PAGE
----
January 2018, No. 4 Vol. LIV 2017, Global Citizenship

“Enlightened Universe”, a monumental art installation by Spanish artist Cristóbal Gabarrón was unveiled on 24 October 2015 in Central Park in New York City in celebration of the seventieth anniversary of the founding of the United Nations. The commemorative work of art depicts seventy life-size figures joined in hand around a globe, creating a human chain of global citizenship, respect for nature and shared responsibility. The sphere measures 6,371 millimetres in diameter to correspond to the Earth’s average radius of 6,371 kilometres and the figures represent the seventy years of the United Nations.       ©UN Photo/CIA PAK

The notion of global citizenship has been discussed as offering a possible path to a place where people are concerned not only with problems and challenges in their immediate surroundings, but also with those that transcend geography and political borders. A global citizen accepts the notion that global solutions are good solutions for all nations, and accepts the rights and responsibilities derived from being a global citizen. With the adoption of the 2030 Agenda and its 17 Sustainable Development Goals in September 2015, the concept has been revived as necessary for humanity’s efforts to ensure peace and prosperity for all while protecting the planet.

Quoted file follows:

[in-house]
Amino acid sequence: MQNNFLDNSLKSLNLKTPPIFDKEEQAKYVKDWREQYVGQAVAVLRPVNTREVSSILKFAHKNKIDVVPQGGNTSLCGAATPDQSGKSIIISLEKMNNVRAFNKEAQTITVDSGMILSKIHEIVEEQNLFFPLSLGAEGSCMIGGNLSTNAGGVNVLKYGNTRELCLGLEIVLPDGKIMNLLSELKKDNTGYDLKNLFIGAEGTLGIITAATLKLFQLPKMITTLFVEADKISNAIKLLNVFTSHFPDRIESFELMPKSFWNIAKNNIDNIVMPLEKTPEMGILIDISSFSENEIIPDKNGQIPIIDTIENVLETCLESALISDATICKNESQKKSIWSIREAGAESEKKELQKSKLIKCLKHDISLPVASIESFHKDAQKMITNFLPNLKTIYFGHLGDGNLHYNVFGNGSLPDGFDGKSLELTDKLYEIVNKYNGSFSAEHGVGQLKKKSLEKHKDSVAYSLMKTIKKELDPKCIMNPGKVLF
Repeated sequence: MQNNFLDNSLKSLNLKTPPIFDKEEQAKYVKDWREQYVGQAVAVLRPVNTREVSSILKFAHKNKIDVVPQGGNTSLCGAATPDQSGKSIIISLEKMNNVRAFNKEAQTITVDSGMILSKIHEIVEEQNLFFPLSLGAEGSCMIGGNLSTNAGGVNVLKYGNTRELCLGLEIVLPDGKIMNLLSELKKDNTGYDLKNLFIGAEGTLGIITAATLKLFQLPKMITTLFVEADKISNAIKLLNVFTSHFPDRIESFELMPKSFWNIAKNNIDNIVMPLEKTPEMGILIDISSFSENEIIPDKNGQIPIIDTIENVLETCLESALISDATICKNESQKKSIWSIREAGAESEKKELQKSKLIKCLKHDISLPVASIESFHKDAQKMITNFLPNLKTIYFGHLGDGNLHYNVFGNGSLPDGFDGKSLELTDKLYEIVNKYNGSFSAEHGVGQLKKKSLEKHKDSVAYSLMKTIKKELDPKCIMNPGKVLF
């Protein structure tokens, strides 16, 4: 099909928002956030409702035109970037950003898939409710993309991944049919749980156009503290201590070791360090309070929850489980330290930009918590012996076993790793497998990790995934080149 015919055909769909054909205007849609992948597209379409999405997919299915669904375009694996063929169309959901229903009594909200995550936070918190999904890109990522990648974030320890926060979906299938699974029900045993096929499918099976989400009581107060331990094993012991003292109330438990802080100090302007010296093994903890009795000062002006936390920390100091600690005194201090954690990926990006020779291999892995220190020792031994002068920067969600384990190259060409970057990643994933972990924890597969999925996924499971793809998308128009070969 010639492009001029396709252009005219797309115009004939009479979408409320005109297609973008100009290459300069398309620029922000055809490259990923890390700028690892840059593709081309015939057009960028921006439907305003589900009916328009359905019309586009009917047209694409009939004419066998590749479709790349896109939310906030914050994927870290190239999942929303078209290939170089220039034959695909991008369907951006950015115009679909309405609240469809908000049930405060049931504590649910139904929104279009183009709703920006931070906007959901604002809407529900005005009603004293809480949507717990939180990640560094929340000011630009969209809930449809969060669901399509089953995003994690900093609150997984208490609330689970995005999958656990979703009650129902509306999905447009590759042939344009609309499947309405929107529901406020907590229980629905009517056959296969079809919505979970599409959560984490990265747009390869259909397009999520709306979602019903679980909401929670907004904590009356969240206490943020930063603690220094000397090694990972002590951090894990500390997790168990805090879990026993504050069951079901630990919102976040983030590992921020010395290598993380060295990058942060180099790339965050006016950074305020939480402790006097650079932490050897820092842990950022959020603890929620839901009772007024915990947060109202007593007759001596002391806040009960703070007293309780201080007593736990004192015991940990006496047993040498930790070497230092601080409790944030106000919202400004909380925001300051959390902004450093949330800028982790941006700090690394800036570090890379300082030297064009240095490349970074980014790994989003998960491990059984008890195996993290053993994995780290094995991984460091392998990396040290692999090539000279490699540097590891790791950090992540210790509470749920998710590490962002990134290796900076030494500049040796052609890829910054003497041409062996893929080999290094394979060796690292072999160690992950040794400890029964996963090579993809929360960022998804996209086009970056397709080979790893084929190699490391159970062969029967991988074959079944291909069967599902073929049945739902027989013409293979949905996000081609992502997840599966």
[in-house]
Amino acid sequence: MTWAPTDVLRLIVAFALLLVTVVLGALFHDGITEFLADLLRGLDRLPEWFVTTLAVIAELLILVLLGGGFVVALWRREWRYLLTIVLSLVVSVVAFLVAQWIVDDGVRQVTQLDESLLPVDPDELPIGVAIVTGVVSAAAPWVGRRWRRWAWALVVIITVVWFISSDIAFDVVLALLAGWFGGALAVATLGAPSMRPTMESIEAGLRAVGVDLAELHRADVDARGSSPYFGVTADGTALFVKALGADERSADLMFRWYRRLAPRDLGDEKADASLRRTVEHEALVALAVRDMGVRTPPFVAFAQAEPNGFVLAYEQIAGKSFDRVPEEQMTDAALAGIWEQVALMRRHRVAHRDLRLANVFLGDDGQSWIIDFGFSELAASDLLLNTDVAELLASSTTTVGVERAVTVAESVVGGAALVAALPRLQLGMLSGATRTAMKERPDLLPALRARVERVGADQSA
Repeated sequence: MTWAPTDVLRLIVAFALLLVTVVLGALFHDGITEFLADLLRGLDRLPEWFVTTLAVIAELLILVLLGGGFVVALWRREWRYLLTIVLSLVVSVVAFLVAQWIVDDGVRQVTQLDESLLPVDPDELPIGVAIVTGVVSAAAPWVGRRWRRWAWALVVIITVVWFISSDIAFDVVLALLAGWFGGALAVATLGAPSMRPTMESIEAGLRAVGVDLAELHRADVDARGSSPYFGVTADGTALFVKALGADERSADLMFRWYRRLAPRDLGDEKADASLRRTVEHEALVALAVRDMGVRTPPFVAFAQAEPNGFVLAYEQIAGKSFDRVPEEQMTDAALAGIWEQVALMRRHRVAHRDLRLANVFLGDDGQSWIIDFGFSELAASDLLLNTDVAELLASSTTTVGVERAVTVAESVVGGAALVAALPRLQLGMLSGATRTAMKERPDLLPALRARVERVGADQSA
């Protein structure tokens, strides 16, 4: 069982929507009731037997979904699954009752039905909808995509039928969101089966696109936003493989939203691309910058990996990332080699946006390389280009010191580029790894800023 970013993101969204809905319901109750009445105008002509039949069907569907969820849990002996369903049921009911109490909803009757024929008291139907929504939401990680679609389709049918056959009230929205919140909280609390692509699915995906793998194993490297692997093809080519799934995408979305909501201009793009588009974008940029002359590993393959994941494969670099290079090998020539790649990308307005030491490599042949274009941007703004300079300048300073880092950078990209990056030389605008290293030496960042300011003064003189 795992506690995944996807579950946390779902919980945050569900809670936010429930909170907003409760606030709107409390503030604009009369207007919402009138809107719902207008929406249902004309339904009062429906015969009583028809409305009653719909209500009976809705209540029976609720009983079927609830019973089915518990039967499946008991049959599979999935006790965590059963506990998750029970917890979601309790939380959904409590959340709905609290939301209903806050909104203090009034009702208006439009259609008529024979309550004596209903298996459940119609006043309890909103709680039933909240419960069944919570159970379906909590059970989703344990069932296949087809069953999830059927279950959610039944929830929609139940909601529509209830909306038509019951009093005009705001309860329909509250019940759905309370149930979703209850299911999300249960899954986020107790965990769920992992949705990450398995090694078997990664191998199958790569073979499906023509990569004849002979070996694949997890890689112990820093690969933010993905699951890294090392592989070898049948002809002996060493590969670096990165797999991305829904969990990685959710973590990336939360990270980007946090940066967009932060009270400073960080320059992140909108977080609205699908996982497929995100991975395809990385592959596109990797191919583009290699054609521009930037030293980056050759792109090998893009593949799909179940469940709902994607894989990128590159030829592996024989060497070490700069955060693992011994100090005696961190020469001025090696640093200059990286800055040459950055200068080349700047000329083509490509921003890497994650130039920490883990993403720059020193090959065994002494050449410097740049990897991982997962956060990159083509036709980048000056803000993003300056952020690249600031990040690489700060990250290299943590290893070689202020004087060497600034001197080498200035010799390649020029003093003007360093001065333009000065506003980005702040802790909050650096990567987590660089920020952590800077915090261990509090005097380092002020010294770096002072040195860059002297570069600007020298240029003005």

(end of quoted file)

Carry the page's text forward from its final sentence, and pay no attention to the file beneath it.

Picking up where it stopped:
We live in a world that is more interdependent and interconnected than at any time in humanity’s history. Still, international relations and people’s lives are defined by laws and norms based on sovereign States and bilateral and multilateral relations between them.

The creation of the United Nations in 1945 established a new platform for cooperation and collaboration which aimed to achieve a more peaceful and prosperous world for everyone. While much success has been achieved by the United Nations system in sustainable development, peace and security, human rights and humanitarian support, new challenges have arisen that are beyond the capacity of any one individual State or organization to resolve on its own. Climate change, organized crime, rising inequalities, unresolved conflicts, mass displacement of people, global terrorism, infectious diseases and similar threats do not recognize, nor are confined by, borders. They necessitate a new paradigm of cooperation and collaboration between States and among the peoples of the world.

In this issue of the UN Chronicle, we have invited a number of distinguished contributors to share with us their perspectives on the nature of global citizenship and explore how this concept can be translated into solutions to global challenges and concerns.

We would also like to know, what does global citizenship mean to you?

Tweet your answer to us @_UNChronicle, and it could be one of the select responses that we will share on social media.